How Your Body Shape Changes With Age

Apple or pear


Whether you start out as an "apple" or "pear," your overall body shape will likely change as you age. This metamorphosis is due to several factors that fall into two main categories: those you can’t control, and those you can. In particular, the rate of these changes is closely connected to lifestyle factors like exercise, smoking, and diet.

That said, your body is mainly made up of several components, primarily bones, muscles, fat, and water. Changes in body composition (the relative proportion of weight made up by each of these components) typically happen with age even when there’s no overall change in body weight.

Generally, the amount of fat you carry increases as you age, while muscle mass, lean tissue, and bone mineral density decrease. Over time, natural fluid loss in your cells alters the tissues and structures they form inside you. These changes, in turn, can cause visible changes to how your body looks (and feels).


Your total body weight fluctuates according to the number of calories (energy) you consume relative to how many you burn. If you take in more than you burn off, over time, you’ll gain weight; your body stores that extra energy as fat, rather than using it to fuel muscle. When this happens, the proportion of body weight you carry that is fat increases.

It's also important to note that muscle is more metabolically active than fat tissue, so it burns more energy. Any loss of muscle mass due to age can, over time, shift body composition and further accelerate fat gain.

Using a few quick measurements, you can calculate your approximate body fat percentage.

It's not just the proportion of fat that changes over time—its location changes, too.

In women, the drop in estrogen levels that comes with menopause coincides with a shift of fat storage from the lower portion of the body (a "pear" shape), toward the midsection (an "apple" shape). This belly fat is comprised of both subcutaneous fat (under the skin of your abdomen) and visceral adipose tissue (fat that accumulates around organs deep within the abdomen).

A 2008 review by researchers from the National Institutes of Health (NIH) and Harvard University looked at data from more than 44,000 women in the Nurses’ Health Study over a period of 16 years. It concluded the women with greater waist circumference were more likely to die of heart disease and cancer than women with smaller waists. Specifically, the women who had a waist size greater than 35 inches had approximately double the risk of heart disease and cancer compared to women with a waist circumference smaller than 28 inches.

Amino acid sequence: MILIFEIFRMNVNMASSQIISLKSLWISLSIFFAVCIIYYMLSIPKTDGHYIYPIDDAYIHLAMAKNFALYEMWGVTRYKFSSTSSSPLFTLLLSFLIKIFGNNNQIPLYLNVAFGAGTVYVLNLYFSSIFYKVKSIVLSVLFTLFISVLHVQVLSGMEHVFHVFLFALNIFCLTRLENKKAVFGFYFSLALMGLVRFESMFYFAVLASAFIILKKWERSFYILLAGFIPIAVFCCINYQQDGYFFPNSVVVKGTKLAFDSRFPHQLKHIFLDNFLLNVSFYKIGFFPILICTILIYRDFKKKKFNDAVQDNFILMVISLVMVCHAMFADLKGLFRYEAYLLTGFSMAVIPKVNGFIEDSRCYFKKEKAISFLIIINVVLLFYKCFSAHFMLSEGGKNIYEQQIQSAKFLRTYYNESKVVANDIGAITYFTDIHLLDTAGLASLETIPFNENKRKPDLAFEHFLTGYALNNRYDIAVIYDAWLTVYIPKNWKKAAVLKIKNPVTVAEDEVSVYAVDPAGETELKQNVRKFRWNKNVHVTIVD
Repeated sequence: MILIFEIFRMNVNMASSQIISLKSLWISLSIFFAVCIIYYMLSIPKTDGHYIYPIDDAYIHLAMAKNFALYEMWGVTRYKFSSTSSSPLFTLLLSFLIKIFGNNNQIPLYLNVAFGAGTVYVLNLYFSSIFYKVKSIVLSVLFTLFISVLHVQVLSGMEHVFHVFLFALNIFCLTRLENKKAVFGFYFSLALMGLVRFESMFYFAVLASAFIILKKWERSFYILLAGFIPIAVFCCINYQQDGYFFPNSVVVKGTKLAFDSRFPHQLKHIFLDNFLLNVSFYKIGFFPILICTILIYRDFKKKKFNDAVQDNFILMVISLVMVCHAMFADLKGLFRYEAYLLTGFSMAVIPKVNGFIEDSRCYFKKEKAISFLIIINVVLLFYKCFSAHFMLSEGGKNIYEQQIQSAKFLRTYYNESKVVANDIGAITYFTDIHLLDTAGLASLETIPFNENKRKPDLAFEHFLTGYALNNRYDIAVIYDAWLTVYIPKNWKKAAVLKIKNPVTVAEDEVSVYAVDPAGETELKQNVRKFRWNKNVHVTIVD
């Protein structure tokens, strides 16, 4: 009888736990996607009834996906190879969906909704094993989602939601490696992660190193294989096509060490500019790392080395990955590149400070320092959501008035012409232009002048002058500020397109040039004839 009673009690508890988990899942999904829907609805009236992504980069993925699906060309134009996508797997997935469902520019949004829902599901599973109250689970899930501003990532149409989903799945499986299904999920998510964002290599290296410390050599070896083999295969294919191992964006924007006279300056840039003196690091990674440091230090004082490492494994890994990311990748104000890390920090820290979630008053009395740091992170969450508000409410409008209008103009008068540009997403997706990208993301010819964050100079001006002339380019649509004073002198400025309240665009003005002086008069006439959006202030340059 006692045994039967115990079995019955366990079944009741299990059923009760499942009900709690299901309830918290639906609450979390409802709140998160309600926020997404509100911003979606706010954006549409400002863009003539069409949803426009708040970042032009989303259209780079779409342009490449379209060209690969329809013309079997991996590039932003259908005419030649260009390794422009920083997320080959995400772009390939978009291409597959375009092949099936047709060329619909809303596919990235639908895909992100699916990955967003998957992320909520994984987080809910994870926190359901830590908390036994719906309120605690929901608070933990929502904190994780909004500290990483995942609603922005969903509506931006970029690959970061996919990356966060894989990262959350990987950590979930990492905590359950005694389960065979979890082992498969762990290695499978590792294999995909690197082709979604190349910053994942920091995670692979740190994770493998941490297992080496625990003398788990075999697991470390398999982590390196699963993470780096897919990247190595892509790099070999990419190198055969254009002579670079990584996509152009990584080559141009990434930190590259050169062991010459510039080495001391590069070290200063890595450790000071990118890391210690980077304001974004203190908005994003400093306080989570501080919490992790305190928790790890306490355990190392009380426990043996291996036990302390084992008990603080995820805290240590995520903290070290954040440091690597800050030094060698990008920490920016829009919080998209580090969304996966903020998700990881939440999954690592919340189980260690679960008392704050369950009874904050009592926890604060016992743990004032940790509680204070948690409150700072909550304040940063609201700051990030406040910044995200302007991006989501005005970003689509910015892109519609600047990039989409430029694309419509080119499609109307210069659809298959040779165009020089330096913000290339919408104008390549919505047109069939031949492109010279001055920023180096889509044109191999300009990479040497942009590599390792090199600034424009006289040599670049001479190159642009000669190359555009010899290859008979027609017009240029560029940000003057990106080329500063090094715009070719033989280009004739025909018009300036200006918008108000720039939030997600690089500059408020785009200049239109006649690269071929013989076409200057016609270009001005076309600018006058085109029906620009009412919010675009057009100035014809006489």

A more recent review in The Lancet looked at health outcomes in over 221,000 people in 17 countries and found blood pressure, lipid levels, and diabetes history to be more reliable predictors of cardiovascular disease than body shape. Still, the NIH recommends a waist circumference no greater than 35 inches for women and no greater than 40 inches for men.

In men, the drop in testosterone levels that occurs with aging likely affects fat distribution and hip circumference, both of which commonly decrease as men get older.

Both subcutaneous and visceral fat can be reduced through diet and exercise. To help prevent accumulating fat in your midsection as you age, maintain a healthy weight.


In healthy adults, skeletal muscle accounts for about 40% to 50% of total body weight. As you get older, loss of muscle tissue and strength (sarcopenia) results from decreased activity. Some researchers estimate that after age 30, adults experience a 1% loss of muscle mass each year.

Muscle burns more calories than fat, so having a smaller proportion of muscle on your body has implications for your overall weight and health, contributing to an overall loss of strength and increased disability.

To maintain muscle mass as you get older, remain physically active and be sure to include resistance exercise in your regimen. Even people in their 80s and 90s can gain strength through mild resistance training.

Height Loss

Not only can you get wider as you age, you also may get shorter. According to the NIH, this age-related body change is common in people of all races and sexes.

Your bones make up about 20% of your total body weight. Due to changes in bone mass, as well as in muscles and joints, a height loss of about 0.4 inches (1 cm) every 10 years is typical. After age 70, the loss accelerates. All told, an adult can lose between one to three inches in height over their lifetime.

Bone mineral density peaks around the age of 30 and typically diminishes from there. This is especially of concern for women in the first years after menopause. Having low bone mass puts you at risk for bone-thinning diseases like osteopenia and osteoporosis.

You can help reduce lost bone density by avoiding tobacco, consuming adequate calcium, and including weight-bearing exercises like resistance training in your activity plan.

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